Interest in chemoinformatics is now becoming widespread, but this greatly increased exposure has highlighted the fact that there are very few people with high-level chemoinformatics skills. The principal source of such individuals in the past has been doctoral students and post-doctoral staff who have spent time in one of the few academic groups world-wide who carry out research in this area, with job opportunities also becoming available to individuals who have worked in areas of chemistry that involve significant computation – such as X-ray crystallography or computational chemistry – or in related areas such as bioinformatics or computational biology. However, there are still too few trained staff available to meet the emerging need, and this has spurred the development of university courses that can provide students with the necessary skills, at both undergraduate and postgraduate levels.

Academic Programs in Chemoinformatics

A small number of universities have established chemoinformatics programs . The most widely recognized and well-established research and teaching base in the field is the Department of Information Studies at the University of Sheffield, which offers Master of science (MSc, or MS) degree and PhD qualifications in chemoinformatics. Subsequent programs have been developed at the University of Manchester Institute of Science and Technology (UMIST), now merged with the University of Manchester, UK, and the School of Informatics at Indiana University (IU), IN, USA.

For a more detailed view refer to the following links:

August 3, 2009

Bioinformatics: Mining for Jobs

Filed under: Bioinformatics,Computational Biology — Biointelligence: Education,Training & Consultancy Services @ 4:54 pm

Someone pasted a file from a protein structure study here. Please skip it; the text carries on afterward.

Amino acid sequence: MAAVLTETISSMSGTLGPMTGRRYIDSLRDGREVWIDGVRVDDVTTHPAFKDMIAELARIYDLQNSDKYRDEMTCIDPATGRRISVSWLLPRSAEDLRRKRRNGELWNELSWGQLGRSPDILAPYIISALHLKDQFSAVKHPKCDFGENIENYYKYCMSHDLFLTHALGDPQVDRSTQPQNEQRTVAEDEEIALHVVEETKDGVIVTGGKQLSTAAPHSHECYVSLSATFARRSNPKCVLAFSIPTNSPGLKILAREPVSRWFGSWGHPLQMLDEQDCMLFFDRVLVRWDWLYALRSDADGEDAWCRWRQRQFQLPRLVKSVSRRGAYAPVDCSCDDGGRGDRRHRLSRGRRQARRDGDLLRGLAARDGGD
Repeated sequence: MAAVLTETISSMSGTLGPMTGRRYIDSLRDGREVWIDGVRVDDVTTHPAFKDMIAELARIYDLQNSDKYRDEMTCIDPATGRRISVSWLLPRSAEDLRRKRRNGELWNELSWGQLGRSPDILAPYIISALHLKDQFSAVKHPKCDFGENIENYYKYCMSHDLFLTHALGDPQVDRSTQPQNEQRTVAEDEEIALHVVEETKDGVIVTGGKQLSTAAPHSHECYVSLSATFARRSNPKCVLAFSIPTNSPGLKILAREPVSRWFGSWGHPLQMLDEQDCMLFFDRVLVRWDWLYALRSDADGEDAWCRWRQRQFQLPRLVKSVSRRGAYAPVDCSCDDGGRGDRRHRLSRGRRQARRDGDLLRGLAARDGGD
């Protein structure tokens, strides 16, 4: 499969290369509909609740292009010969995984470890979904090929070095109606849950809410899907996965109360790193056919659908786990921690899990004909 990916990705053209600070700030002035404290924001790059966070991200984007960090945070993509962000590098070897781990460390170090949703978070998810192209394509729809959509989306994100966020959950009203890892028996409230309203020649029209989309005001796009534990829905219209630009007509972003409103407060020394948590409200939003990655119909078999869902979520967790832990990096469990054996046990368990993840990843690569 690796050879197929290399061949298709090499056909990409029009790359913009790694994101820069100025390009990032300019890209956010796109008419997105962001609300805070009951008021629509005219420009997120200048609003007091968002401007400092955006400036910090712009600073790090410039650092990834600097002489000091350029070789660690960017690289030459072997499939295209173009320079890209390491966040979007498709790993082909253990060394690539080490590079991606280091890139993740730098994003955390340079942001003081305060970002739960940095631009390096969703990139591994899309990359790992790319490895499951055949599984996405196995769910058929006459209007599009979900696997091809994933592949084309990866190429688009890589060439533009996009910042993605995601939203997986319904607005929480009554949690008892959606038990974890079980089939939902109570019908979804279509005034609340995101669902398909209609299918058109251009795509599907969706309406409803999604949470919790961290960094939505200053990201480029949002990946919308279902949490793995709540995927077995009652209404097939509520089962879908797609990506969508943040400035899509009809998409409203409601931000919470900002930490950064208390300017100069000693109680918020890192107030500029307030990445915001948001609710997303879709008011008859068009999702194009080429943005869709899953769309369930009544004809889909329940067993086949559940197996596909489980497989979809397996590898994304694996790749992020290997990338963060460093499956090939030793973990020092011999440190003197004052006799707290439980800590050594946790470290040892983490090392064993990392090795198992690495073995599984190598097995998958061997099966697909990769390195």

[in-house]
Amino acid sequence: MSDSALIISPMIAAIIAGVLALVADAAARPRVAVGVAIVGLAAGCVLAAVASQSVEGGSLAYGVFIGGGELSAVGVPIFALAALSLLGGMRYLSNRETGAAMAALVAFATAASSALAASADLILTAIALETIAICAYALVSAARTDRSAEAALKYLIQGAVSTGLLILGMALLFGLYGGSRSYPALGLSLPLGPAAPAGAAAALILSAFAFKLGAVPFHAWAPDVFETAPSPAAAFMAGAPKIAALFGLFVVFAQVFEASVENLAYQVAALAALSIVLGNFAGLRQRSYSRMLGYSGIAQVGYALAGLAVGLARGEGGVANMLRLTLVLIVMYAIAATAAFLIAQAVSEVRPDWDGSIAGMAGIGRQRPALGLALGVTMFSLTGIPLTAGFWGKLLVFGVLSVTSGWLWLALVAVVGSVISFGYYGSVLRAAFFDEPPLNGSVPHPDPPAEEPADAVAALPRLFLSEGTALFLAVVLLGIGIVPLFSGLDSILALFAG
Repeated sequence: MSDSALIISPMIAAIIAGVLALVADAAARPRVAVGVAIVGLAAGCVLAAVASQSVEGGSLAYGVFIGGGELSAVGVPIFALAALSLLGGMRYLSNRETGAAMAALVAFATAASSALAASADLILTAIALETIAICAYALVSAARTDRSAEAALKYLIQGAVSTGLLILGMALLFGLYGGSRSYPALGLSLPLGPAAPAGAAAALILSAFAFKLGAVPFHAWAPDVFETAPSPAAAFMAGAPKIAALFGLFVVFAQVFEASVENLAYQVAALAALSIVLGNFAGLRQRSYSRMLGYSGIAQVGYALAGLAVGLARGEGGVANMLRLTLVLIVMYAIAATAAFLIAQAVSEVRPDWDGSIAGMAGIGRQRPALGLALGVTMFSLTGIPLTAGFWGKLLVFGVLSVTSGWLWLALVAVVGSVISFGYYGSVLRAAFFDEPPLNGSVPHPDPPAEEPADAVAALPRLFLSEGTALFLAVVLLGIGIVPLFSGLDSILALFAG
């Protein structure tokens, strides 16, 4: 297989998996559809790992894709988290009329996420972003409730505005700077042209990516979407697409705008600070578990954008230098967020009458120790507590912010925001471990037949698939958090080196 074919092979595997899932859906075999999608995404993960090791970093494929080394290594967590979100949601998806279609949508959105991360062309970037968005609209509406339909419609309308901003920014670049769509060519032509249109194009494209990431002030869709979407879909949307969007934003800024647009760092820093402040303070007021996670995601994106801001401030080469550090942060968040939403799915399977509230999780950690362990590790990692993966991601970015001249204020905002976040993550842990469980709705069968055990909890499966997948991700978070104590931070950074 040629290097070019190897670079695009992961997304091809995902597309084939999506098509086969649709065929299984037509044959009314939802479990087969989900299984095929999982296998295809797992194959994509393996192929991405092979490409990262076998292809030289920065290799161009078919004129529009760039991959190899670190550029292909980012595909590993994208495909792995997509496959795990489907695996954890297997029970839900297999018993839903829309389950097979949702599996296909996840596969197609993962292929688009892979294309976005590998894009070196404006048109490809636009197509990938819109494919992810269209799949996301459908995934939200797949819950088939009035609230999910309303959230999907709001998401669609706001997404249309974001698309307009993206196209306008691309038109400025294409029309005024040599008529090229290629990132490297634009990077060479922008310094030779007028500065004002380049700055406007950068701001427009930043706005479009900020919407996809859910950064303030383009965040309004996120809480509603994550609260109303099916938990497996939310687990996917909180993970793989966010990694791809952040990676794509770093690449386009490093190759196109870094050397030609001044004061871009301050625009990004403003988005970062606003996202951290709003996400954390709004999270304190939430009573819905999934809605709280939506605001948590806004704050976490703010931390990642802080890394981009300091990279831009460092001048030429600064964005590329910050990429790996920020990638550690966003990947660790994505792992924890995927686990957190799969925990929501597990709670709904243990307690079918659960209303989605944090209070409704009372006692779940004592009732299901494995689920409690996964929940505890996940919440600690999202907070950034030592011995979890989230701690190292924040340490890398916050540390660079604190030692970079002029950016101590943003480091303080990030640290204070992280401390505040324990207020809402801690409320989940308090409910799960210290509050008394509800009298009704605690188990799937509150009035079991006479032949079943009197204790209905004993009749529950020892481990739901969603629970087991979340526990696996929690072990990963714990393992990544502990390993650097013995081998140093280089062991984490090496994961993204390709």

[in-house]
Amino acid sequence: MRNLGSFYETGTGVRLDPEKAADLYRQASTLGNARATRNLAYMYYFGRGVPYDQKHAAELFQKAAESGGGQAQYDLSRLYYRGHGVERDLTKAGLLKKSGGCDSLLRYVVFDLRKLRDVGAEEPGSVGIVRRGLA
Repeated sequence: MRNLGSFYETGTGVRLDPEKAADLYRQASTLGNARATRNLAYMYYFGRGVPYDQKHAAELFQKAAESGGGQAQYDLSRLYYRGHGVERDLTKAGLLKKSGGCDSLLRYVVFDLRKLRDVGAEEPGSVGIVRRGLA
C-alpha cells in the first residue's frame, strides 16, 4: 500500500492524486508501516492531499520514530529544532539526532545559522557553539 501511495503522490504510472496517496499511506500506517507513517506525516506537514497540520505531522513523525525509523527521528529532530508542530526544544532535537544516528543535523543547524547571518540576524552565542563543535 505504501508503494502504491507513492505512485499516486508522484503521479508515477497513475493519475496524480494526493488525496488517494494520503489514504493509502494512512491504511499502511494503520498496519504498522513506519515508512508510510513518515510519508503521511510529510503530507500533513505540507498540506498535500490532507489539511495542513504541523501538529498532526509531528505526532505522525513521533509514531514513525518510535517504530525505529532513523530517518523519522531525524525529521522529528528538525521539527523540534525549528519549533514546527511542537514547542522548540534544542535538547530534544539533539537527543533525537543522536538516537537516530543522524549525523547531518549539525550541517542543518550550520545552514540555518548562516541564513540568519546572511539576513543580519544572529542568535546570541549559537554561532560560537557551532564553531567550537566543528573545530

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The growing number of courses and experienced workers in bioinformatics points that the recruitment market has become tougher for new buds.

The publication of the draft sequence of the human genome in 2001 was not only a monumental achievement in science but also signalled the future of bioinformatics. With information on gene expression, protein structure and function, and disease susceptibility being applied to the genome sequence, pharmaceutical companies needed the right tools and expertise to make sense of the deluge of data spewing out of laboratories.

Early on, recruited staff usually fell into two groups: biologists who had some computer skills or computer scientists who had some knowledge of biology. In general, companies tended to favour the former.

“Bioinformaticians need to understand computer languages, but a fundamental and thorough understanding of biology is crucial in making sense of biological data and extracting the meaningful information.”

Bioinformatics requires different skills at different stages. These have been reperesented using the flow chart.

Skills required in bioinformatics at different stages